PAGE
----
The new income tax code that will simplify and replace the nearly five decades-old law will be introduced in Parliament in the next four months amidst indications that there may be "finetuning" of taxes but no "radical" changes in them.
Over the weekend, Finance Minister P Chidambaram has been working on drafting the code, which after being tabled in Parliament, will have to go through a process that will take quite some time before it is passed.
The Finance Minister says that the salaried class pays the maximum taxes and the honest tax-payer need not worry about any harassment. But the long wait for refunds will end once the refund banker system is extended throughout the country.
"Yes, I even worked on Saturday and Sunday. Before the end of the calendar year we will introduce it in Parliament," he told media in an interview when asked if he was on course on enacting a new Income Tax Code.
He said the code would begin from a zero base and would aim at simplification of the provisions of the income tax law. It would completely replace the IT Act of 1961, he said adding he had worked over the last week-end on the subject.
The history of income tax in modern India dates back to 1860, when the first Income Tax Act was introduced. After independence, based on Law Commission's report, the present income tax law was enacted in September, 1961.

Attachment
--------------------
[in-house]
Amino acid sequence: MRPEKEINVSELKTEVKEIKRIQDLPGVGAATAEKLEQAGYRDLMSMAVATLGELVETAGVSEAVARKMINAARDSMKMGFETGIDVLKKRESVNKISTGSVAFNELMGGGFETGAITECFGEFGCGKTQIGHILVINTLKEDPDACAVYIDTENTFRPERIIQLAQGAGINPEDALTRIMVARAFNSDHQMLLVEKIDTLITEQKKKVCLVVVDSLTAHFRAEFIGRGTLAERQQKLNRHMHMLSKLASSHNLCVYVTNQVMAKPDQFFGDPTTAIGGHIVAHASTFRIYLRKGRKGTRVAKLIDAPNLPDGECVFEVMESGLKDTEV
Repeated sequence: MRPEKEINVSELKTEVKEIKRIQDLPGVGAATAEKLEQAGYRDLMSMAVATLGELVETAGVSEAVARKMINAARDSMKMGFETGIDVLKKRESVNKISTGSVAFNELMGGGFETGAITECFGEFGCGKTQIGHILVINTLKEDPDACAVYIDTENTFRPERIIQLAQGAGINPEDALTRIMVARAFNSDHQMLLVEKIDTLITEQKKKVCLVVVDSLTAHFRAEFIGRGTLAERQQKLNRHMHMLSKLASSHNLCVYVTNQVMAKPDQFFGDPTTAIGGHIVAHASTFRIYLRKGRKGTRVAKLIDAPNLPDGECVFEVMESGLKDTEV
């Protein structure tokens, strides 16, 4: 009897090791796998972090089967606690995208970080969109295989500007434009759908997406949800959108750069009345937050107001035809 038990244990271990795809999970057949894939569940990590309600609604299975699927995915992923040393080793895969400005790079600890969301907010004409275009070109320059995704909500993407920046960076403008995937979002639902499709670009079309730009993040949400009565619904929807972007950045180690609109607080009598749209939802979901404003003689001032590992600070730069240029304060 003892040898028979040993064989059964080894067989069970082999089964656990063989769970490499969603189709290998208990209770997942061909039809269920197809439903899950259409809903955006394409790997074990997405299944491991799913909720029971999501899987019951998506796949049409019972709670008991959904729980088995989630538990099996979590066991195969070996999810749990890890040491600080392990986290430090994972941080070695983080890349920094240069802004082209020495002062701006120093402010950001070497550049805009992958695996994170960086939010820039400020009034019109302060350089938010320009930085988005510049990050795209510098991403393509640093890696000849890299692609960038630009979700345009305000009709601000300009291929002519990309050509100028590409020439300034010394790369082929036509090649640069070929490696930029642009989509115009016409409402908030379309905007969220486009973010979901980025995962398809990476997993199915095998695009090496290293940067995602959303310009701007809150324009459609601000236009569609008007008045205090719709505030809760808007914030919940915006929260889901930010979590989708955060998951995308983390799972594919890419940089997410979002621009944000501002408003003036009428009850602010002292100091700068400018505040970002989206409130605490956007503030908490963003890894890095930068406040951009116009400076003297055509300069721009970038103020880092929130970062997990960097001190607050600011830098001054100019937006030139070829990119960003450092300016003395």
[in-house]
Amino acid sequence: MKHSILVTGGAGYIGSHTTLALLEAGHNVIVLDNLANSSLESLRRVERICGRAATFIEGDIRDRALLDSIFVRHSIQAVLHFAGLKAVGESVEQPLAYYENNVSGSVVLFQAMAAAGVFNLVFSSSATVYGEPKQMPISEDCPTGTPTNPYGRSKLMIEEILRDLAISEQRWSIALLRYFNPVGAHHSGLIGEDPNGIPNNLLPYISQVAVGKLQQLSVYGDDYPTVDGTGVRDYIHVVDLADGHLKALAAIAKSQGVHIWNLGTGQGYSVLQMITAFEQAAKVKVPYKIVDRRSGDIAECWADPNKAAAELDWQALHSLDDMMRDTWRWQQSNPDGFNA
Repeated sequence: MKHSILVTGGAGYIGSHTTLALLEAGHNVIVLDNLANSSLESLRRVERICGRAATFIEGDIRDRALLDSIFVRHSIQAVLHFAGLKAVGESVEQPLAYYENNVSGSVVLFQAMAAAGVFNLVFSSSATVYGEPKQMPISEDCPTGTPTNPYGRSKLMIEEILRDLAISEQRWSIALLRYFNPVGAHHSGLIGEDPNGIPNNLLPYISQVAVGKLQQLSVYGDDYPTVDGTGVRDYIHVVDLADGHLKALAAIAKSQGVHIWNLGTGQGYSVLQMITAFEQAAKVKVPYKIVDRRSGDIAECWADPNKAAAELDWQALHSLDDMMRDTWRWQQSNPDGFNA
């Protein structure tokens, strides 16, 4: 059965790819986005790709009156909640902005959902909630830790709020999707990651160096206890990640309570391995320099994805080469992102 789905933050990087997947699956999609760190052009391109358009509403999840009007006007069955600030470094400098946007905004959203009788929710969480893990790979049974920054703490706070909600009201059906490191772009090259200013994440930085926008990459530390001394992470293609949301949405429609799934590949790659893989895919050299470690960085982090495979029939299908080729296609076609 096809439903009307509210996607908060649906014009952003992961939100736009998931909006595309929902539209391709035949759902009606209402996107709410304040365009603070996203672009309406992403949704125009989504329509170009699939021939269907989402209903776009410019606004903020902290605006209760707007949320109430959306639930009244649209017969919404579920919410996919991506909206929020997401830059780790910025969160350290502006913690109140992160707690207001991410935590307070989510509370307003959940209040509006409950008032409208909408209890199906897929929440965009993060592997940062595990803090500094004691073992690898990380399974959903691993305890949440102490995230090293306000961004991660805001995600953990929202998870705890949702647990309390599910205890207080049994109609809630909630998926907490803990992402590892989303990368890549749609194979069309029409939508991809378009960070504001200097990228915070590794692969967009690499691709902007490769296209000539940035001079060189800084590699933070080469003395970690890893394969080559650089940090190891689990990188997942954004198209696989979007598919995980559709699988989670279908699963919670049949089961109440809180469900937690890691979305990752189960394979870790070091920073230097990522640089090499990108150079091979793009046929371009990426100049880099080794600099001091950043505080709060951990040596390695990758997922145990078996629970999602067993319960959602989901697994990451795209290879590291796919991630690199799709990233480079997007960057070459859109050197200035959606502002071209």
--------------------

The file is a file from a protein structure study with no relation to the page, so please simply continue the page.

On the subject of taxes touching low ASEAN levels in the country, Chidambaram said for that the base must become wider and compliance must get better.
Asked about his recent statement on lowering tax levels, he said, "All I said was if compliance iimproves and tax base gets wider there is scope for reduction. And I added that we must always work on the premise that lower tax rates could nevertheless enhance revenues."
Asked if tax-payers could expect something in the next budget, he said, "depends on what we find is the revenue picture in the first week of February."
To a question as how close the country was to the ASEAN levels of low taxes, Chidambaram said on customs the country was "more or less there". On excise, VAT and service tax, no major changes could be expected till India had a Goods and Services Tax (GST) in place.
"So there will be some finetuning but there will no major radical changes in these taxes," he said.
On income tax, the Finance Minister said the rates were quite reasonable and moderate. Asked if the rates could be reduced in the next two to three years," I can't say. The tax base must become wider and compliance must become better," he said.
To a query on apparent contradiction between attempts to lower tax levels and levying of surcharge, Chidambaram said the government had not raised any surcharge except on education.